Siege of Odani and death
In 1573, Oda laid siege to Odani Castle. Although the Asakura sent a relief force, Nobunaga defeated this force and chased the Asakura into their lands. Shortly thereafter, the Asakura were destroyed. Nobunaga then returned south to prosecute the Siege of Odani Castle.
Nobunaga later convinced Oichi to tell him where she had sent her infant son and Nagamasa's male heir, Manpukumaru, saying that he wanted the boy to live with and raise him. However, Nobunaga had Hideyoshi execute Manpukumaru, and the head was displayed on a stake. Nobunaga ensured that his sister, Oichi, was uninformed of this but she eventually came to that suspicion. There are reports that Nobunaga bore a strong grudge against Nagamasa for his perceived betrayal of their alliance even though it was he who broke the agreement first. It has also been reported that Nobunaga had the skulls of Nagamasa, Hisamasa, and the Asakura leader lacquered so that they could be used as cups, but whether this is historically accurate or merely fabricated to heighten Nobunaga's reputation is debatable.
- Father: Azai Hisamasa (1526–1573)
- Akuhime (1538–1585)
- Ōmi no Kata
- Kyōgoku Maria (1543–1618)
- Wife: Oichi (1547–1583)
- Chacha, or Yodo-dono (1569–1615), also known as Daiko'in, concubine of Toyotomi Hideyoshi and mother of Hideyoshi's heir Hideyori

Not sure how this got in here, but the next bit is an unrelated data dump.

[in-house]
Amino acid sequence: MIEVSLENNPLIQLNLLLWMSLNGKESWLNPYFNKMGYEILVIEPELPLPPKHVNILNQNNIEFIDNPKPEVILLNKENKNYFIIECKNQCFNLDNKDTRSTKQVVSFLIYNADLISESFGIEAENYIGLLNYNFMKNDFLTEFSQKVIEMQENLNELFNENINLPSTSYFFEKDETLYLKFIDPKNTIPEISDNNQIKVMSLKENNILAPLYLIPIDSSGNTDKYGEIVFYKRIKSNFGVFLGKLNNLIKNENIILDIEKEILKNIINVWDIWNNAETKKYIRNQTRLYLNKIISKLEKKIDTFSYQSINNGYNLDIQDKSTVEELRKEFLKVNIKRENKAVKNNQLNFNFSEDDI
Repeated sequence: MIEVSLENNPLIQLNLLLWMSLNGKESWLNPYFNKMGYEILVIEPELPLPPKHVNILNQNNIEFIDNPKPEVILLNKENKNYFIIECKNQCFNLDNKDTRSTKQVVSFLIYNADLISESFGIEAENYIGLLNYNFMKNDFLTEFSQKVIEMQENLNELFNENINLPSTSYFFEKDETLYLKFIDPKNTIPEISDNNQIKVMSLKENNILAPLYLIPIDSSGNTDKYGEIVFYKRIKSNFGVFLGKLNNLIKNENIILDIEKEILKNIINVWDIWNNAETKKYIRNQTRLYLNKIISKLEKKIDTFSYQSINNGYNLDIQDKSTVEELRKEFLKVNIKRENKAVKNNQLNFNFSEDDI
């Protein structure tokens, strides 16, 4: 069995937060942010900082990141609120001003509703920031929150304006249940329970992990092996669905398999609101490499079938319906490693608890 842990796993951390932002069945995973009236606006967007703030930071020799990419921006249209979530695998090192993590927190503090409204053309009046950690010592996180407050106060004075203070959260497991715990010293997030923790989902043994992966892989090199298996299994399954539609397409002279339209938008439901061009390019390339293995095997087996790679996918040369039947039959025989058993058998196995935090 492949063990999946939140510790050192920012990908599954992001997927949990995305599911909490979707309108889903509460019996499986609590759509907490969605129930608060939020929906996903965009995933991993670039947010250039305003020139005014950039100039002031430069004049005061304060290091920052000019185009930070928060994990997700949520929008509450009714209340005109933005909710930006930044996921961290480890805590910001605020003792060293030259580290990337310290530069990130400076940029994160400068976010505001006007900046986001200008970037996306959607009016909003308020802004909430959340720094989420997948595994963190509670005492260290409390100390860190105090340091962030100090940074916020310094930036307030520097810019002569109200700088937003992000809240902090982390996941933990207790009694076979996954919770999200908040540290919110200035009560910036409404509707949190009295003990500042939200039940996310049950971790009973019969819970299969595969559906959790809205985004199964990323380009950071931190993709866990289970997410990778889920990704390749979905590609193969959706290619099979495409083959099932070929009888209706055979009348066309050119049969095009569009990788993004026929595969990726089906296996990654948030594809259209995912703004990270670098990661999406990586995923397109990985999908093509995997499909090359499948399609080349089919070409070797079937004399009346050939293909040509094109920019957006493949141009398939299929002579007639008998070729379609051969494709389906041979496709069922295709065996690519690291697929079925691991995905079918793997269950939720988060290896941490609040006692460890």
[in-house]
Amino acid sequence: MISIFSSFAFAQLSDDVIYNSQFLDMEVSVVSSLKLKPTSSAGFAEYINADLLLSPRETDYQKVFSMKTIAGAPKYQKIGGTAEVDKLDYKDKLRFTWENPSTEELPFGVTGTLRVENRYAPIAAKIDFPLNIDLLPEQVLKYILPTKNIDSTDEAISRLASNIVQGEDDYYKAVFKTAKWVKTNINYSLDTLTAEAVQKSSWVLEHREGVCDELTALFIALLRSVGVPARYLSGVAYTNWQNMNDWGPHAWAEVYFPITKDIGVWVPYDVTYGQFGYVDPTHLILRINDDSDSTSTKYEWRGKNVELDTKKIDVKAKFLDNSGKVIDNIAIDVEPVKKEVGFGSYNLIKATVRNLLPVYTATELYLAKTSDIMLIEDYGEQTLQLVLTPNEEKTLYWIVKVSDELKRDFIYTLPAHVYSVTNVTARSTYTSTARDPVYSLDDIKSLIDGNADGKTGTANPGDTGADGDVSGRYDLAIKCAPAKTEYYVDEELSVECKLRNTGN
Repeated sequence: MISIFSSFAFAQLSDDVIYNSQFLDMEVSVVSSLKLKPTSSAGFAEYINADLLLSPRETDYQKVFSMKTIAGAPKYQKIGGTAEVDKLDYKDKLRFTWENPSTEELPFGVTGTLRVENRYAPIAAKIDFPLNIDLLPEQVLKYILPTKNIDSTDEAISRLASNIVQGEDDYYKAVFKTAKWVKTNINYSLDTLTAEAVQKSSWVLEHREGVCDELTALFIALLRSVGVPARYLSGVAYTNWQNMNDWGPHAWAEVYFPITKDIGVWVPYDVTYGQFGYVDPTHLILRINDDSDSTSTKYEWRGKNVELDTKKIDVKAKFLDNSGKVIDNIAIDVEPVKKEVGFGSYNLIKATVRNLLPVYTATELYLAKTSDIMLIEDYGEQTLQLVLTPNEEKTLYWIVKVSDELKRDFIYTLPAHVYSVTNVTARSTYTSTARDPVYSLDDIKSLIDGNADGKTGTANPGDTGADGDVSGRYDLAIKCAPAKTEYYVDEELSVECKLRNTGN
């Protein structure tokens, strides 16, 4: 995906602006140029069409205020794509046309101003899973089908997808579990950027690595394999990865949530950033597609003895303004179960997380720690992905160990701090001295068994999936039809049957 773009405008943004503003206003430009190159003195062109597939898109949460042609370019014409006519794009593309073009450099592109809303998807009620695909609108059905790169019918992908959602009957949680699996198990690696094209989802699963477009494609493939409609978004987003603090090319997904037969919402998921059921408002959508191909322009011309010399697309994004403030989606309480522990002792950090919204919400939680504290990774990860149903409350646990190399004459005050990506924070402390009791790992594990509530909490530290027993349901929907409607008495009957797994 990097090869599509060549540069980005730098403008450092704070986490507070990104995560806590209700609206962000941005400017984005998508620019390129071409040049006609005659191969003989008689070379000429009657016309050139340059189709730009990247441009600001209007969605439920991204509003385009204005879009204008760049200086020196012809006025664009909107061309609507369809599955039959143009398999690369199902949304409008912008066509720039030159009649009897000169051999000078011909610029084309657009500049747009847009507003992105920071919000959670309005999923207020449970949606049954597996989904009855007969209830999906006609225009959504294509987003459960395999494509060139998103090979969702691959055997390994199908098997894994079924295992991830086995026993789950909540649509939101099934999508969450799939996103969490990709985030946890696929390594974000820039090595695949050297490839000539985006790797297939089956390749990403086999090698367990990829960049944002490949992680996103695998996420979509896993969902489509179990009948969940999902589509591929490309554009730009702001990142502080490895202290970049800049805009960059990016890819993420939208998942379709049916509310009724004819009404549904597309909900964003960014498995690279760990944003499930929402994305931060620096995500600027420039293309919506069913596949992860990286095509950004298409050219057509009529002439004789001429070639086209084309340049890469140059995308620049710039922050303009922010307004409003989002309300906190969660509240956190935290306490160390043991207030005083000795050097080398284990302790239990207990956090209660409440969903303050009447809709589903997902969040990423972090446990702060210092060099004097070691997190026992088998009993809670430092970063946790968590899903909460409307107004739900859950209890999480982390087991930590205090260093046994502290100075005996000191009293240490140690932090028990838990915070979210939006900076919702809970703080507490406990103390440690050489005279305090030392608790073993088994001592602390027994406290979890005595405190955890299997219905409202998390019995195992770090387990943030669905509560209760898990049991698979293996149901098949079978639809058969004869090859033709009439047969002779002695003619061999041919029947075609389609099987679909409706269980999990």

- Hatsu (1570–1633), wife of the sengoku daimyō Kyōgoku Takatsugu
- Oeyo (1573–1626), or Sūgen'in, wife of the second Tokugawa shogun Hidetada and mother of his successor and elder son Iemitsu.
- Manpukumaru (c. 1563 – 1573)
- Nagamasa makes appearances as a general in the Main Campaign and in various Historical Battles and Historical Campaigns in the PC game Shogun: Total War. Additionally, Nagamasa returns as an Heir to the Azai Clan in the fan created Samurai Warlords Mod (aka the Shogun Mod) for the PC game Medieval Total War.
- Nagamasa is a playable character in the video game series Samurai Warriors, where he is depicted as an extremely honourable man who will stop at nothing to enforce his notions of justice are. As in real life, Nagamasa is allied with the Asakura against Nobunaga at Anegawa; his expression of love for Oichi is however more dramatised, showing him as caring deeply for her welfare. He is depicted with his traditional kabuto helmet and uses a lance as his weapon. This version of Nagamasa also appears in the spin-off series Warriors Orochi as an unlockable character for the Cao Wei storyline.
- Nagamasa is an NPC in Sengoku Basara 2, along with Oichi, but becomes playable in the expansion Sengoku Basara 2: Heroes. He wields a long sword and carries a shield with him and is portrayed as a justice loving man, whose words and actions involkes a lot of the tokusatsu genre. He returns as a playable character in Sengoku Basara 4.
- Nagamasa serves as the basis for the protagonist character in the video game Pokémon Conquest.
- Sansom, George (1961). A History of Japan, 1334–1615. Stanford University Press. pp. 277–278. ISBN 0804705259.
- Turnbull, Stephen (1987). Battles of the Samurai. Arms and Armour Press. p. 59. ISBN 0853688265.
- Turnbull, Stephen (2000). The Samurai Sourcebook. London: Cassell & C0. p. 224. ISBN 1854095234.
- This article incorporates text from OpenHistory.